Thomas Jefferson Papers

To Thomas Jefferson from Jonathan Dayton, 7 December 1791

From Jonathan Dayton

Wednesday Decemr. 7th. 1791


The Committee appointed by the House of Representatives to consider, and report upon, the petition of the Canadian refugees, wish to be possessed of a list of the persons falling under that description. A return was made to the former Congress, and I am informed is at this time on the files in your office. If this be the case Sir, I will thank you to direct a copy of it to be immediately made out and sent to me. If you are in possession of any list or return of the refugees from Nova Scotia, be so good as to transmit a copy of that also.—I am Sir your very hum. servt.,

Jona: Dayton

RC (DNA: RG 59, MLR); endorsed by Remsen as received 7 Dec. 1791. Not recorded in SJL.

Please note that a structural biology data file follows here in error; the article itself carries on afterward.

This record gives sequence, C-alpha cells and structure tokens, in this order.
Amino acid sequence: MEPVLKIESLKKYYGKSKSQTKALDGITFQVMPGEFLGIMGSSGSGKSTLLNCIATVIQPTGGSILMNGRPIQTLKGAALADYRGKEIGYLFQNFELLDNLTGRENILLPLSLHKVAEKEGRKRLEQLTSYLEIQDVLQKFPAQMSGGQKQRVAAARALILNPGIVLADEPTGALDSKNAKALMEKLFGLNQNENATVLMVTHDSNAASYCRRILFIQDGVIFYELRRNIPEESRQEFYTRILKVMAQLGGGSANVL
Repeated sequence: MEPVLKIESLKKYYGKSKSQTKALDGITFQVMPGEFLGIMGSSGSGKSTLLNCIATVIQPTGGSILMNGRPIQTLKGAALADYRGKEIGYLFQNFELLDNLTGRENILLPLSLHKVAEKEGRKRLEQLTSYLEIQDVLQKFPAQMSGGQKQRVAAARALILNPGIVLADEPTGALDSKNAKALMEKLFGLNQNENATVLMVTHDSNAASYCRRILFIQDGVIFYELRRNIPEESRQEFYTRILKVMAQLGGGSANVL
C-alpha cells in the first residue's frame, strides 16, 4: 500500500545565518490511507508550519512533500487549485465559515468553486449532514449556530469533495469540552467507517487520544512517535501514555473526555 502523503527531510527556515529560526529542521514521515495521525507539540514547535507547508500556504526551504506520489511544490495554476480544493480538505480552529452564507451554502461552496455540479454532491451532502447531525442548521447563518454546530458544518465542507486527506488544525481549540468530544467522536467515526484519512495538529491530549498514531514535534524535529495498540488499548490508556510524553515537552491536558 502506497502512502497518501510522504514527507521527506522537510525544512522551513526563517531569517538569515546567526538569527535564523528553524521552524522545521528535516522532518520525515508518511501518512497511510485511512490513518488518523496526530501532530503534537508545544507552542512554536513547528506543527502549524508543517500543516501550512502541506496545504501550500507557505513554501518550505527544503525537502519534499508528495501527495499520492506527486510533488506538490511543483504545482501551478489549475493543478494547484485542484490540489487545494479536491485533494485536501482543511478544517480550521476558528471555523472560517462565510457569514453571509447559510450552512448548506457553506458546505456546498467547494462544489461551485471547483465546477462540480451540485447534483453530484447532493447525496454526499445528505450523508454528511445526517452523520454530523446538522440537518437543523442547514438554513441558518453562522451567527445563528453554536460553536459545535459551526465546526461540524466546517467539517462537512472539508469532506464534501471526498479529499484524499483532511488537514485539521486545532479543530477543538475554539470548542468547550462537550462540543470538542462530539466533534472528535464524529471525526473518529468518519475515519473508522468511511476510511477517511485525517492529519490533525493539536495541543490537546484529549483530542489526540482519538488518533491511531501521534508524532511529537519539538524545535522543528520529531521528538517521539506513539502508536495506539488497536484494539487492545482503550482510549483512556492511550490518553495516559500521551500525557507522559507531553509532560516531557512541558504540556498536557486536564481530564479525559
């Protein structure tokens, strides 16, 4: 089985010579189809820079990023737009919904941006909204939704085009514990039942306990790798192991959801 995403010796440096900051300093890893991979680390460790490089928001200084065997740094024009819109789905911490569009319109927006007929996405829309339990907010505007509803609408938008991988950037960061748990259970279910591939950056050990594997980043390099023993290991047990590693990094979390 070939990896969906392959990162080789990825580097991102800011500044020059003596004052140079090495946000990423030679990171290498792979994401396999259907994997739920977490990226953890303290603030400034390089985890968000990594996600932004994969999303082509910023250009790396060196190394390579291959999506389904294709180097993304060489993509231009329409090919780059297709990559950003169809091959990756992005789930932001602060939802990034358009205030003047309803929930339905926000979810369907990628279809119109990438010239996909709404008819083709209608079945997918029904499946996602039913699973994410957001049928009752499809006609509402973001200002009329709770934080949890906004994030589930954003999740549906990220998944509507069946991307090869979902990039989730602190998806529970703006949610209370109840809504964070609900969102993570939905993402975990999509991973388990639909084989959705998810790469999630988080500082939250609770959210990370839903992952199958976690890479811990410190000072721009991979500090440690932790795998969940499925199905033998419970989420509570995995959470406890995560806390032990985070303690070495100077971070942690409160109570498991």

Jonathan Dayton, a maverick Federalist who had recently been elected to the first of four consecutive terms in the House of Representatives from New Jersey, was chairman of a committee to which on 29 Nov. 1791 the House had referred a petition from some Canadian refugees, “praying compensation for losses and injuries sustained in their persons and property, by adhering to the American cause, during the late war” (JHR description begins Journal of the House of Representatives of the United States, Washington, D.C., 1826, 9 vols. description ends , i, 465). Both of the lists of refugees requested by Dayton were actually in the office of Secretary of War Knox (Dayton, “Report to House of Representatives,” 19 Feb. 1793, ASP description begins American State Papers: Documents, Legislative and Executive, of the Congress of the United States, Washington, Gales & Seaton, 1832–1861, 38 vols. description ends , Public Lands, i, 28). The problem of compensating the several hundred Canadian and Nova Scotian refugees for the losses they had suffered in consequence of their service in the Continental Army or their political support for the American cause during the Revolutionary War is discussed in Allan S. Everest, Moses Hazen and the Canadian Refugees in the American Revolution (Syracuse, N.Y., 1976), p. 113–41; and in Carl Wittke, “Canadian Refugees in the American Revolution,” Canadian Historical Review, iii (1922), 320–33.

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